Warrener was born and raised in Saskatchewan, and spent three full years with the Saskatoon Blades. He was the second-round draft choice of the Florida Panthers in 1994.
After finishing junior hockey, it took Warrener less than a year to break into the Florida lineup. He was a regular on the 1996 team that reached the Stanley Cup final, only to lose to Colorado. He stayed until March of 1999, when he was dealt to the Sabres for Mike Wilson.
Buffalo was happy about the way that came out. Warrener fit in well and helped the Sabres reach the Stanley Cup finals. He was hurt in Game Five against Dallas; maybe he could have made a difference in Game Six.
Warrener stayed in Buffalo until 2003, when he was traded to the Flames for Chris Drury. The defenseman played the final four years of his career in Calgary, and is reportedly a morning radio host there now.
--- Budd Bailey
January 26, 2013 - 12:13 AM
(Born on January 26, 1957) -- Dale McCourt was a good player during much of his career. Somehow, though, good wasn’t quite good enough.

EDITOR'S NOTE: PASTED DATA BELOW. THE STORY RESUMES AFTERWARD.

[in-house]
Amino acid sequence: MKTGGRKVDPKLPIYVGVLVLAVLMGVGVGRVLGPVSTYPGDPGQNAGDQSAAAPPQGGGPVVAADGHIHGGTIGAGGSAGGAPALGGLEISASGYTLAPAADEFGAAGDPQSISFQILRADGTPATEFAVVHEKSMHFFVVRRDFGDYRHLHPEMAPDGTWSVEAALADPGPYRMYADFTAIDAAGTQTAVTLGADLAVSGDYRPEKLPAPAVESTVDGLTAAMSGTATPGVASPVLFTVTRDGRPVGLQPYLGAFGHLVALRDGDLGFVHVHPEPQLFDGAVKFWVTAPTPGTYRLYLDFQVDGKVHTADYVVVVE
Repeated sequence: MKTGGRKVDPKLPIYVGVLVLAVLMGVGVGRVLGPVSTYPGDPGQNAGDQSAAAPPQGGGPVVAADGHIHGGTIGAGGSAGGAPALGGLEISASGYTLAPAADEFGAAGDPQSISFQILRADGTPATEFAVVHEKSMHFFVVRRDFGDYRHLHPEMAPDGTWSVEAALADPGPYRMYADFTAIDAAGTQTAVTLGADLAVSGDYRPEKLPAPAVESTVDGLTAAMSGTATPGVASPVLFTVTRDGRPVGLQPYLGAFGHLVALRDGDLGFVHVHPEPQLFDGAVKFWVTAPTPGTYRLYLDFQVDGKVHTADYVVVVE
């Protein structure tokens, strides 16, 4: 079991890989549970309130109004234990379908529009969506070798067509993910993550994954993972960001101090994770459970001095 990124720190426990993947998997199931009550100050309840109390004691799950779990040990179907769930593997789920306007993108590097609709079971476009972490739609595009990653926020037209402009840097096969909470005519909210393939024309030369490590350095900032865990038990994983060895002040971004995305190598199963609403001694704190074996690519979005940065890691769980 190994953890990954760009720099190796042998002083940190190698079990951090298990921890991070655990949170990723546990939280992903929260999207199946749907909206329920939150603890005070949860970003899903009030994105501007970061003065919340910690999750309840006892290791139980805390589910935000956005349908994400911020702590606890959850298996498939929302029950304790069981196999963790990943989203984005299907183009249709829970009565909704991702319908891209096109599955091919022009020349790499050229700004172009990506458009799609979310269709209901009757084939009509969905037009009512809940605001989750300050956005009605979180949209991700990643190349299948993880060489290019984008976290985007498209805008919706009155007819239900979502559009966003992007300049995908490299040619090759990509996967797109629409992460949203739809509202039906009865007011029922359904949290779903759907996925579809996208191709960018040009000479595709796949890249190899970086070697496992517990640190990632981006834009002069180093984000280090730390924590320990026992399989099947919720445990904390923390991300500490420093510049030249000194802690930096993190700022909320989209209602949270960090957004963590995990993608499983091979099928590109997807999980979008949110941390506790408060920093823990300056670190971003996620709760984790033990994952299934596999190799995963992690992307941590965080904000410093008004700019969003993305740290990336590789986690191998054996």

The center was a great junior hockey player by any definition. He had at least 126 points in three straight seasons, playing less than 70 games. That helped make him the first overall draft choice in 1977, going to the Detroit Red Wings.
McCourt wasted no time making an impact. He had 72 points in 76 games in his rookie season. He worked his way up to 86 points in 1980-81, and was still around a point a game early in the next season.
Then the forward was traded to the Sabres in the huge swap that sent Danny Gare and Jim Schoenfeld to Detroit. McCourt’s production slipped under a point per game in his almost two full seasons in Buffalo, as the numbers stopped going up.
The Sabres released him in the fall of 1983, and he landed with Toronto for the rest of that season. Then it was on to Switzerland, where McCourt stayed eight years. He was such a star there that his uniform number was retired when he finished play in the 1991-92 season.
--- Budd Bailey
January 25, 2013 - 12:10 AM
(Born January 25, 1979) -- Old-timers remember the years when fullbacks got to carry the ball regularly. Look up such players as Jim Brown, Jim Taylor and Cookie Gilchrist and you’ll get the idea. Then the game changed, and Sam Gash made the Pro Bowl without carrying the ball once.
Corey McIntyre probably wouldn’t mind going back to those old days.
He was born and raised in Stuart, Fla., and earned a scholarship to West Virginia. There he was a linebacker and defensive end . McIntyre did get to carry the ball three times as a Mountaineer.
He went undrafted in 2002, but the Eagles signed him as a free agent. McIntyre popped up in the World League in between stints there. Then it was on to Cleveland, New Orleans and Atlanta.